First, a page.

Most paternity tests are carried out at some point after the birth of a child, perhaps when the child is an adult, a child or even a new born. However, sometimes individuals might consider a paternity test whilst still pregnant (often referred to as a prenatal paternity test).
Carrying out a paternity test while pregnant is more complicated than doing the DNA test after the birth of the child. A standard home paternity test (not a prenatal one) is easy to carry out: all you must do is swab the alleged father and the child. This procedure involves using sterile oral swabs and rubbing them into the mouth for ten seconds. This provides more than enough DNA from the child and from the alleged father. At this point, the problem with a paternity test while pregnant should be clear: How do you get a sample of the unborn baby’sDNA? It is obvious that swabbing the mouth is not an option.
How can I get a sample of an unborn baby’s DNA
There are a number of methods which enable you to actually get a sample of your baby’s DNA. Do the termsamniocentesis or chorionic villus sampling ring a bell? These are actually procedures often used by pregnant moms to know if their baby is strong and healthy or whether the fetus has some genetic health problem. Both these two procedures must be carried out by a qualified OBGYN. There is no way you can collect the sample yourself. Depending on how many weeks pregnant you are, the OBGYN will choose which one of the two procedures to use. Both procedures will require a topical, local anesthetic to reduce discomfort.
If you are at around 10 weeks of pregnancy, he or she will opt for chorionic villus sampling. This procedure can be done by either putting a needle into your abdomen and into your womb or else by passing a catheter through your cervix. To be sure that everything goes well and that the catheter or the syringe is inserted into the correct place inside your womb, the OBGYN will use an ultrasound. Following the procedure, you will have a sample of your baby’s genetic material. If you are around 12 or 13 weeks pregnant, your OBYN will need to carry out amniocentesis. Amniocentesis is done by inserting a needle into your womb through your pregnant belly. Once the needle is inside your womb, the OBGYN will withdraw a tiny amount of amniotic fluid. This fluid is very rich in fetal DNA.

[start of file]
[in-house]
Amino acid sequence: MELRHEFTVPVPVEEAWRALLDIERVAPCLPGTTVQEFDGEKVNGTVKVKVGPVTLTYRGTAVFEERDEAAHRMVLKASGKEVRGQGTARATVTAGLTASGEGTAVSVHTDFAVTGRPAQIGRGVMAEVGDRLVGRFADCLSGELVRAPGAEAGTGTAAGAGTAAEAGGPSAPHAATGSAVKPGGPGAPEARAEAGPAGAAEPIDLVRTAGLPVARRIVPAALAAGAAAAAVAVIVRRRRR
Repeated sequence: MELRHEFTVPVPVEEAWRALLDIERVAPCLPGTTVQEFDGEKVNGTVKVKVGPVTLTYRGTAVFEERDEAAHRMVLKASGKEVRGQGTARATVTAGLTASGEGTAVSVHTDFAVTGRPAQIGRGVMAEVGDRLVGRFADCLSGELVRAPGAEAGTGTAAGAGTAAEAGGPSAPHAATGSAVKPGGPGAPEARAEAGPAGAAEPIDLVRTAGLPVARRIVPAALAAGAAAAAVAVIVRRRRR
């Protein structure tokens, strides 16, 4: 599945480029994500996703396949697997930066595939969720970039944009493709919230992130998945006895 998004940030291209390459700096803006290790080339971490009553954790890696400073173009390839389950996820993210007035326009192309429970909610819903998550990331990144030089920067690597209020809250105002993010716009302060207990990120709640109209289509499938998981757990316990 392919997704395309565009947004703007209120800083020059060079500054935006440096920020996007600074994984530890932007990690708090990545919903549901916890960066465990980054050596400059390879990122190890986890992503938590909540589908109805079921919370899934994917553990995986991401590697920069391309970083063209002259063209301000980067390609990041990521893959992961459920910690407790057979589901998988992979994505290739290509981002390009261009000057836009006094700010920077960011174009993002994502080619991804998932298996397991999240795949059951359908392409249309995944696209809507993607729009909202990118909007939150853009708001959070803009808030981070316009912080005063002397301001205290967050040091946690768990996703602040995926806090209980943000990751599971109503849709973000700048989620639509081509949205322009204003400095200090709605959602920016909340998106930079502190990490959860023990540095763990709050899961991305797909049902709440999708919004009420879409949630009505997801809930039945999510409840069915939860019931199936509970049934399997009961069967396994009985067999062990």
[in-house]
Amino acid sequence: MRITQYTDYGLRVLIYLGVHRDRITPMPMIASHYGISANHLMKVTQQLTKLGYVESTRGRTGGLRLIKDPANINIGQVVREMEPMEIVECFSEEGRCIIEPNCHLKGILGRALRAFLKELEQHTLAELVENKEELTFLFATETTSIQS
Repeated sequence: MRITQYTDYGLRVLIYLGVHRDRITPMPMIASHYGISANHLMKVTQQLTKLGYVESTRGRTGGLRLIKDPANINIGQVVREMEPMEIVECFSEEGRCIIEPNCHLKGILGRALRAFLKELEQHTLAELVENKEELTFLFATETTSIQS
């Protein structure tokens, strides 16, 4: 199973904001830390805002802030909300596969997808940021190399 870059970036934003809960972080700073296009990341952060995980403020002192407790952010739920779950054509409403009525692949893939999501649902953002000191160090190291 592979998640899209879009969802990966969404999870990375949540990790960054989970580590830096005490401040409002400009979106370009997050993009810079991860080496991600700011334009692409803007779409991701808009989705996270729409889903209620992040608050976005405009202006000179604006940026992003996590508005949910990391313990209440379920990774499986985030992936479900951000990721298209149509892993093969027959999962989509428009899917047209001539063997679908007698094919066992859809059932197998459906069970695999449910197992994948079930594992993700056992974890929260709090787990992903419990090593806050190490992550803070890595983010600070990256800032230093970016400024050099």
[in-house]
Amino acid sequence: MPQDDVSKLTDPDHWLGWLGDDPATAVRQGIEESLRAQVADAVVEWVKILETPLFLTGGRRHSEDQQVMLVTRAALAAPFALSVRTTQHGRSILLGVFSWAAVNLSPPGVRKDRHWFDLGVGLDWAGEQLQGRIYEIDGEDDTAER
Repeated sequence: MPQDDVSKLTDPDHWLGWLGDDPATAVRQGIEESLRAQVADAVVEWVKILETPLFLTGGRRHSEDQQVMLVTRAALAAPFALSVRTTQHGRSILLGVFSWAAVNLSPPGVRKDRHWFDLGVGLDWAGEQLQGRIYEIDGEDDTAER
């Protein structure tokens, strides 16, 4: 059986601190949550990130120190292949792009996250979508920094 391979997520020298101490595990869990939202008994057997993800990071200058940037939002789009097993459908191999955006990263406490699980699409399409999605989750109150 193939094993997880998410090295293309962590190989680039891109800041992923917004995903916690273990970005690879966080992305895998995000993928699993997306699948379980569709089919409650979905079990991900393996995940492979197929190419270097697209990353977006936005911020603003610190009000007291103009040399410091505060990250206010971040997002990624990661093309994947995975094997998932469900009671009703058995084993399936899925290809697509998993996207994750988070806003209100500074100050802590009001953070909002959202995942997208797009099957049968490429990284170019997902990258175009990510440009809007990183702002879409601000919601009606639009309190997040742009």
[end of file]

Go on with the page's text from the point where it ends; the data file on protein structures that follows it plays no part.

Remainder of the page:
Once you have your fetal DNA sample, you need to provide a sample of DNA from the alleged father (perhaps collected by rubbing an oral swab inside the mouth). You can then send these off for testing and wait a couple of days for the results.
Why do some mothers opt away from paternity tests in pregnancy?
Paternity testing during pregnancy works out far more expensive then a paternity test done after birth. The cost of the OBGYN and the cost of laboratory analysis using baby DNA samples from inside the womb will treble the costs. But more than the cost, it is the risks that many moms are worried about. Any OBGYN is duty-bound to let the mother know that following amniocentesis or chorionic villus sampling, there is a tiny possibility that she could lose the baby.
There is a recent innovation in the field of prenatal testing for paternity. It is in fact possible to use samples of blood from the mother to extract her baby’s DNA. This is a very complex scientific technique but has been embraced by the scientific community after over a decade of studies by various laboratories to verify and confirm its validity. This type of test is referred to as a non invasive prenatal paternity test. The term non-invasive refers to the fact that unlike amniocentesis or chorionic villus sampling, the mother does not need to worry about any miscarriages because this test has no risk whatsoever. Blood samples for this paternity test while pregnant will need to be provided for both the mother and the alleged father.